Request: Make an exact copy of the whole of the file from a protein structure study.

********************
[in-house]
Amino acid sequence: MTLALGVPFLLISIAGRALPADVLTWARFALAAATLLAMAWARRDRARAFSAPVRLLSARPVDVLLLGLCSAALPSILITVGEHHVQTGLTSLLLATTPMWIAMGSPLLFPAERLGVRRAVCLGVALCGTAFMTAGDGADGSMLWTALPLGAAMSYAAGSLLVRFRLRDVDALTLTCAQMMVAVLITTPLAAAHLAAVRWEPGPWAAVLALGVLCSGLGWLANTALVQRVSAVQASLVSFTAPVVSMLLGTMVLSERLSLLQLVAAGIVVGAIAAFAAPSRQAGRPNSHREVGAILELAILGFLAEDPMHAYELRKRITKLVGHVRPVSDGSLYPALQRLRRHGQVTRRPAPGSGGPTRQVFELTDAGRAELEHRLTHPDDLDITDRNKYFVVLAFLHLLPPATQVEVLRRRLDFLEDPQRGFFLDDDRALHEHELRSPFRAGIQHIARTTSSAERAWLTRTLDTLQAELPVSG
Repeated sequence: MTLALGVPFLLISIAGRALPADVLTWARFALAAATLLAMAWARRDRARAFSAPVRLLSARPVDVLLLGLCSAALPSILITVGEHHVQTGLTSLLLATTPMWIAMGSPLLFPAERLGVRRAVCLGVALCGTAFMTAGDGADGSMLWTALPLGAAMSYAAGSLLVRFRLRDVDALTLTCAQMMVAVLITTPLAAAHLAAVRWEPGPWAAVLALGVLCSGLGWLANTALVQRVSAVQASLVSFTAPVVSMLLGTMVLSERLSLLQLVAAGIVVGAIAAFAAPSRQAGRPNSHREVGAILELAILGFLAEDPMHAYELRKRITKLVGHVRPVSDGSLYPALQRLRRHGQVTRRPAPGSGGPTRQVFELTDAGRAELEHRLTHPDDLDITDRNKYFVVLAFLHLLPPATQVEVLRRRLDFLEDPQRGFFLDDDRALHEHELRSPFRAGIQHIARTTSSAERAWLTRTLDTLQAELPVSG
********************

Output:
[in-house]
Amino acid sequence: MTLALGVPFLLISIAGRALPADVLTWARFALAAATLLAMAWARRDRARAFSAPVRLLSARPVDVLLLGLCSAALPSILITVGEHHVQTGLTSLLLATTPMWIAMGSPLLFPAERLGVRRAVCLGVALCGTAFMTAGDGADGSMLWTALPLGAAMSYAAGSLLVRFRLRDVDALTLTCAQMMVAVLITTPLAAAHLAAVRWEPGPWAAVLALGVLCSGLGWLANTALVQRVSAVQASLVSFTAPVVSMLLGTMVLSERLSLLQLVAAGIVVGAIAAFAAPSRQAGRPNSHREVGAILELAILGFLAEDPMHAYELRKRITKLVGHVRPVSDGSLYPALQRLRRHGQVTRRPAPGSGGPTRQVFELTDAGRAELEHRLTHPDDLDITDRNKYFVVLAFLHLLPPATQVEVLRRRLDFLEDPQRGFFLDDDRALHEHELRSPFRAGIQHIARTTSSAERAWLTRTLDTLQAELPVSG
Repeated sequence: MTLALGVPFLLISIAGRALPADVLTWARFALAAATLLAMAWARRDRARAFSAPVRLLSARPVDVLLLGLCSAALPSILITVGEHHVQTGLTSLLLATTPMWIAMGSPLLFPAERLGVRRAVCLGVALCGTAFMTAGDGADGSMLWTALPLGAAMSYAAGSLLVRFRLRDVDALTLTCAQMMVAVLITTPLAAAHLAAVRWEPGPWAAVLALGVLCSGLGWLANTALVQRVSAVQASLVSFTAPVVSMLLGTMVLSERLSLLQLVAAGIVVGAIAAFAAPSRQAGRPNSHREVGAILELAILGFLAEDPMHAYELRKRITKLVGHVRPVSDGSLYPALQRLRRHGQVTRRPAPGSGGPTRQVFELTDAGRAELEHRLTHPDDLDITDRNKYFVVLAFLHLLPPATQVEVLRRRLDFLEDPQRGFFLDDDRALHEHELRSPFRAGIQHIARTTSSAERAWLTRTLDTLQAELPVSG